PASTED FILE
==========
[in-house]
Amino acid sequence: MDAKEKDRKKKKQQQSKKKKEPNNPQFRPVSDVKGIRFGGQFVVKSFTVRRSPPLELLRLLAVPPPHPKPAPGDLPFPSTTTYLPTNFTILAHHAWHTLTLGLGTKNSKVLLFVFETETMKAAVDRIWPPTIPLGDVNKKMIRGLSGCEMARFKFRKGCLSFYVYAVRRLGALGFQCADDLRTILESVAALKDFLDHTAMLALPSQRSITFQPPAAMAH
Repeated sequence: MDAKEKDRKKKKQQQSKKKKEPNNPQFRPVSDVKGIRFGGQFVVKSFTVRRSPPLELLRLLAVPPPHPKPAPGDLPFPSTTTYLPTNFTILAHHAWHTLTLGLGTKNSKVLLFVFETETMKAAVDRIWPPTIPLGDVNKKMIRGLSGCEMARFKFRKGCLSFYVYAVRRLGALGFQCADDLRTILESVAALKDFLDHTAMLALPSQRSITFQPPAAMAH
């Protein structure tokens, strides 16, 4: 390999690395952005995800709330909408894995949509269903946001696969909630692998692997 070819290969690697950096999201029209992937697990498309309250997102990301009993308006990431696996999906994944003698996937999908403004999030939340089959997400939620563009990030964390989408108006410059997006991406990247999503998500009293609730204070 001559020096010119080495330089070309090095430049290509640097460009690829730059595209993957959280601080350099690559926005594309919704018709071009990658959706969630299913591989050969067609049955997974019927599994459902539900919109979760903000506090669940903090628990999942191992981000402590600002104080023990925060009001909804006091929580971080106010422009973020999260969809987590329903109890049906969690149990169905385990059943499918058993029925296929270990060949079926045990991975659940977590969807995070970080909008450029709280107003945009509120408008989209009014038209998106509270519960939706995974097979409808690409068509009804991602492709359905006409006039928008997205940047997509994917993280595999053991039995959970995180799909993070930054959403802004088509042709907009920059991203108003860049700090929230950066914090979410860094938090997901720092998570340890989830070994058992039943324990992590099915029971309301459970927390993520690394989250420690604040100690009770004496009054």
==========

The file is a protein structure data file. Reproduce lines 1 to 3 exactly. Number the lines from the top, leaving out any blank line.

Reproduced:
[in-house]
Amino acid sequence: MDAKEKDRKKKKQQQSKKKKEPNNPQFRPVSDVKGIRFGGQFVVKSFTVRRSPPLELLRLLAVPPPHPKPAPGDLPFPSTTTYLPTNFTILAHHAWHTLTLGLGTKNSKVLLFVFETETMKAAVDRIWPPTIPLGDVNKKMIRGLSGCEMARFKFRKGCLSFYVYAVRRLGALGFQCADDLRTILESVAALKDFLDHTAMLALPSQRSITFQPPAAMAH
Repeated sequence: MDAKEKDRKKKKQQQSKKKKEPNNPQFRPVSDVKGIRFGGQFVVKSFTVRRSPPLELLRLLAVPPPHPKPAPGDLPFPSTTTYLPTNFTILAHHAWHTLTLGLGTKNSKVLLFVFETETMKAAVDRIWPPTIPLGDVNKKMIRGLSGCEMARFKFRKGCLSFYVYAVRRLGALGFQCADDLRTILESVAALKDFLDHTAMLALPSQRSITFQPPAAMAH